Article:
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It still takes a village

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Lagos

My friend Ope Adeoye had a sum money that he set aside to invest, and he asked his followers on Twitter to help him choose between the startups “PiggyBank” and Cowrie Wise. Some people responded with their preferences in the comment section and gave reasons for their choice. Mark Essien (founder of Hotels.ng) also responded, and he came up with the most pragmatic and practical solution to address Ope’s dilemma – He told him to split the money between both startups to support them.
It takes a community.

There is a widely repeated African proverb which says “It takes a village to raise a child.” The popularity grew globally when Hillary Rodham Clinton, the former First Lady of the USA wrote a book with the title “It Takes a Village.” Both the title of the book and the original proverb refers to the collective efforts of communities in the upbringing and welfare of children. It also takes a village to build a great business. Most successful enterprises build communities around their products because they cannot always generate possible future product iterations internally. All the major technology companies take their developer and user communities seriously.

The foundation of successful ecosystems are communities, and great companies are a product of communities. The American technology pioneer and publisher – Tim O’Reilly, in his latest book titled “What’s The Future” shows the open-source foundations of ALL the most successful Billion dollar companies we have today. Open-source products are community driven and without the efforts of those communities, most of the great software we use today including Google’s Android phone operating system would not have existed.

Beyond building products, companies also depend on other companies and communities to succeed. At the basic operational level, they need input from investors, creditors and suppliers and in some cases the distribution of output through third parties to customers. The strength of a business is directly related to the strength of the relationships it builds with all of those parties and the cohesion of internal stakeholders.

Perhaps the most excellent example of the role of communities in helping to start and build up a business is the Igbo Apprenticeship and business incubation model called “Imu Ahia.”
Communities and the African future.

Riby Finance is yet another interesting Nigerian startup trying to harness the power of local communities existing as cooperatives. Riby is not only formalizing and optimizing the processes within existing cooperatives which it has aggregated, but it is also making it easier for similar cooperatives to be formed by those who see the unique benefits of these clusters.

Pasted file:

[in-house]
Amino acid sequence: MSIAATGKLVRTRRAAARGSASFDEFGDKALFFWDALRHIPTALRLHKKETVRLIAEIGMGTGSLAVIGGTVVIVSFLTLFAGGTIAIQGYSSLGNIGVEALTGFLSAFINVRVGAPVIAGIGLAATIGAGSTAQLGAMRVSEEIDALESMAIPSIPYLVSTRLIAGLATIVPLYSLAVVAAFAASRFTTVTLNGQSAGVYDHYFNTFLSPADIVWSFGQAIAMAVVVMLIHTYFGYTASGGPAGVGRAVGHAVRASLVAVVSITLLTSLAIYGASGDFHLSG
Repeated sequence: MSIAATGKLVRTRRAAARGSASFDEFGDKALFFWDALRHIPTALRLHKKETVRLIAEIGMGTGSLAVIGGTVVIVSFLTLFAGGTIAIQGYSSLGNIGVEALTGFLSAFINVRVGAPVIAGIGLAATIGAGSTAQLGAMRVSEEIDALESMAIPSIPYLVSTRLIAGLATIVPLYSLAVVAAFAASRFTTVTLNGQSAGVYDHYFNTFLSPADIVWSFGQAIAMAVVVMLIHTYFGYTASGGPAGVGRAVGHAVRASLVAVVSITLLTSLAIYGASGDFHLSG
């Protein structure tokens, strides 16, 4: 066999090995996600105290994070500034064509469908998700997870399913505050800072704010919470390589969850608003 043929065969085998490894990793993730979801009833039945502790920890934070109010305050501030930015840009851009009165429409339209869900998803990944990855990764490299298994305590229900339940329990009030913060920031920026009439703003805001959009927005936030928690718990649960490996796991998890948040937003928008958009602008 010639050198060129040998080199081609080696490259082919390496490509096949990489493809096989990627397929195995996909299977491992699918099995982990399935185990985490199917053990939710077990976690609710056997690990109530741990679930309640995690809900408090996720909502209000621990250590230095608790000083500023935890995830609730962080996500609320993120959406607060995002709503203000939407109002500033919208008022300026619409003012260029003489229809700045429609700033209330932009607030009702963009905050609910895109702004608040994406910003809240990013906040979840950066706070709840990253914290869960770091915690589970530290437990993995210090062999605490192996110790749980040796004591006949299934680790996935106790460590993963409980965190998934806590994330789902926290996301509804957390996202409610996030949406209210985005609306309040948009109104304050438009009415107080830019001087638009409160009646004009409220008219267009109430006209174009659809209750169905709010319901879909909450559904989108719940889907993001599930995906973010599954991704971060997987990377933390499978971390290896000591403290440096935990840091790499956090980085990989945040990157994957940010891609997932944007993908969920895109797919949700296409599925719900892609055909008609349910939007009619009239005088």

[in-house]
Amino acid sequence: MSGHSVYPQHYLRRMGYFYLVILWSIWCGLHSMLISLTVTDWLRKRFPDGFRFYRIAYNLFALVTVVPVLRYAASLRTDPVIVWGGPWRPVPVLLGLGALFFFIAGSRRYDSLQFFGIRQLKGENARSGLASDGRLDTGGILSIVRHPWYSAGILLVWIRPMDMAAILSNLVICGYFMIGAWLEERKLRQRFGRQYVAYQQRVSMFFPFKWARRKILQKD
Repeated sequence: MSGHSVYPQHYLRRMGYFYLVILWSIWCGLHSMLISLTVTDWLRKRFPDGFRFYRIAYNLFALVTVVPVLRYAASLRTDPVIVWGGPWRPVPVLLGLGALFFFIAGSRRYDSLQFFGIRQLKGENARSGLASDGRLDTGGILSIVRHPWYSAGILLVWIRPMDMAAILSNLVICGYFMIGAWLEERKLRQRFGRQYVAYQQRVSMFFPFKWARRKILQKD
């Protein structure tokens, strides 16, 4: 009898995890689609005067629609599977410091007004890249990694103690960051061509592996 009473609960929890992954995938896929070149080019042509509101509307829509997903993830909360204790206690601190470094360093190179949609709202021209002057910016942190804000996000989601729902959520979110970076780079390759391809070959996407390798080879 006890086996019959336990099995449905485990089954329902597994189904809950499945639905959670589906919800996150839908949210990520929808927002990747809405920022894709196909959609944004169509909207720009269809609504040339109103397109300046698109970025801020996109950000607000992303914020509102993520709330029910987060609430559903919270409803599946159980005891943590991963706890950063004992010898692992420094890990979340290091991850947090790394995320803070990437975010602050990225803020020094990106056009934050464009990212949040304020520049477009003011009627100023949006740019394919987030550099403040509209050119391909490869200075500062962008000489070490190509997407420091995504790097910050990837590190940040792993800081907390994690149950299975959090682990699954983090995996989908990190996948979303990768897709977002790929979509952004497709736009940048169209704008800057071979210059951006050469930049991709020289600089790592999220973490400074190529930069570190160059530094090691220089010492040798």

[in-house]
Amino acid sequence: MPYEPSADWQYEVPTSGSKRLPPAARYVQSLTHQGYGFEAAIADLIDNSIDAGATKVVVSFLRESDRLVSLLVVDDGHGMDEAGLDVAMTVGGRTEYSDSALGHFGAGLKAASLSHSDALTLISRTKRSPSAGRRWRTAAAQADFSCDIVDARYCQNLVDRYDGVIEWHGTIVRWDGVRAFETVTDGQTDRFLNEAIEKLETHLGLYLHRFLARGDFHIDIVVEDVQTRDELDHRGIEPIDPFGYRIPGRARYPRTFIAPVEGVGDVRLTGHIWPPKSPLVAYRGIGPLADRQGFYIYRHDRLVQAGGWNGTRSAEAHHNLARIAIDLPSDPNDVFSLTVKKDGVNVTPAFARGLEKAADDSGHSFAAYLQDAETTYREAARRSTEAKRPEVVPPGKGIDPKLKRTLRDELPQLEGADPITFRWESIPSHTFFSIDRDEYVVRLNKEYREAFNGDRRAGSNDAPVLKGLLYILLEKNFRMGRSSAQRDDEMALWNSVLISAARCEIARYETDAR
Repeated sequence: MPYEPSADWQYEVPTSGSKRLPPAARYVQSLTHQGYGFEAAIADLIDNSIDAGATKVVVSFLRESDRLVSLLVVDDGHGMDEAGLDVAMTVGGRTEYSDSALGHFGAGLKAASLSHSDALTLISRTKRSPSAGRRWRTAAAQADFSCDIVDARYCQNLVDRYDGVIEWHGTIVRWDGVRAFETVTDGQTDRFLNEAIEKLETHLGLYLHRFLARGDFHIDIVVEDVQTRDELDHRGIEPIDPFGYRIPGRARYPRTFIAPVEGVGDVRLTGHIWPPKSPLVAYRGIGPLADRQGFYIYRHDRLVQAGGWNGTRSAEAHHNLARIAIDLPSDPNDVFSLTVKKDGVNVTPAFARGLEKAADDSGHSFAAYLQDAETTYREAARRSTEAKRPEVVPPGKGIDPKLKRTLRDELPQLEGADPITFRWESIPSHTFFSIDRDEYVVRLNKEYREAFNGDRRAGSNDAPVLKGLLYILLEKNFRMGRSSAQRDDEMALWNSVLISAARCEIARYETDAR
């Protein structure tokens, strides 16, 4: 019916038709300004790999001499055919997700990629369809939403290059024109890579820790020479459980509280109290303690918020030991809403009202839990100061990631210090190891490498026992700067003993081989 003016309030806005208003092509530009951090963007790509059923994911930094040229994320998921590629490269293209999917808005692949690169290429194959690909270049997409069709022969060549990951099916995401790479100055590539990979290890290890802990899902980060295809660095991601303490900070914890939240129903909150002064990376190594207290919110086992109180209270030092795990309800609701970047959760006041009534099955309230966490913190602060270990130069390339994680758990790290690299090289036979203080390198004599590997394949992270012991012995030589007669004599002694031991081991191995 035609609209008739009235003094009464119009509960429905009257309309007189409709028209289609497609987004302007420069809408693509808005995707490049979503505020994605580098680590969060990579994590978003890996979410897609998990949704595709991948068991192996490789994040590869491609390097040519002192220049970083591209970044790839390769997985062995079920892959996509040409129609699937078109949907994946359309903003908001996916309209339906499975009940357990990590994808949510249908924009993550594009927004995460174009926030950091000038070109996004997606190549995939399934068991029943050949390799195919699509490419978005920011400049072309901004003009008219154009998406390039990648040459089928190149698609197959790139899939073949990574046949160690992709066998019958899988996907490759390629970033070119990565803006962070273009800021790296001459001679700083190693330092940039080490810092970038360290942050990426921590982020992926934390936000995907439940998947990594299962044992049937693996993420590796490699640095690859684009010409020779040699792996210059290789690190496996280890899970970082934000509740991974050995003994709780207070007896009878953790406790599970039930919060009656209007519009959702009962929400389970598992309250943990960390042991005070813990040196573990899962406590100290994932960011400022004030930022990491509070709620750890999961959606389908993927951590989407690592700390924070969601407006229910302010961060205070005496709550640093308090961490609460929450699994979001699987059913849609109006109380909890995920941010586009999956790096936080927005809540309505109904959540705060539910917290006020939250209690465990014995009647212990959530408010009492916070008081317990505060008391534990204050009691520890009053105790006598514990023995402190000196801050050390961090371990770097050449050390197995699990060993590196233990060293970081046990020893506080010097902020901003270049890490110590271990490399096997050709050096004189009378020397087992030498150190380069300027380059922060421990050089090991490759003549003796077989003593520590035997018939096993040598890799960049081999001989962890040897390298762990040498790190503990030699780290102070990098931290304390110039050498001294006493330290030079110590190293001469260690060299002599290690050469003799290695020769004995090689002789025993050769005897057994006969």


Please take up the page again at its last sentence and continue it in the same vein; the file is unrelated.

The sheer number of cooperative units Riby has aggregated shows that communities are still the basic foundations of informal business in Nigeria. A lot of these cooperatives clusters were borne out of necessity. The realization that you cannot survive alone in harsh business conditions makes resilient clusters more attractive. The question remains “Why are technology startups not learning from these successful local models?”

The most underrated truth about local communities is that they succeed mostly by supporting themselves. They are self-funding and self-supporting communities. Local startups cannot succeed if they don’t start by helping themselves and growing based on similar arrangements. External parties like foreign investors ultimately extract value they take out through outcomes, but “value” remains within a community when shared inside it.

Sim Shagaya (the founder of Konga) famously said that the best investor a startup can have is their customer. The Silicon Valley ecosystem also believes strongly in this also, and they show it in their actions. It is why the biggest customers of most startups are other startups. The Silicon Valley Ecosystem is “The Stack.” They build on each other to multiply value and learning within the ecosystem. People moving from one company to another are not a net loss to the companies, but a net gain to the ecosystem as cross-pollination occurs.

The Nigerian startup community is beginning to realize that community support is not just from “shout outs” and small Angel Investments in other startups but also from patronage. Celestine Ezeokoye the founder of the Nigerian startup “WeMove” recently wrote a great article about how Jason Njoku got them to provide logistics services to IrokoTV.

The second Accelerator class of Google Launchpad Africa graduated recently and in three months, startups within a cohort started discussions between themselves on how to work together to strengthen themselves. Launchpad’s greatest strength is the community. Increased collaboration is a desired outcome, and the selection process has that possibility embedded.

Maybe the best model for African accelerators in future will be the one where the entire community nominates who should attend based on how helpful they are to other startups. Village Capital and Alta Ventures currently use similar methodologies that allow entrepreneurs within a cohort to choose the best and most collaborative from amongst themselves.

A startup venture is like a prized child, and it still takes the entire community acting as one village to build it successfully.


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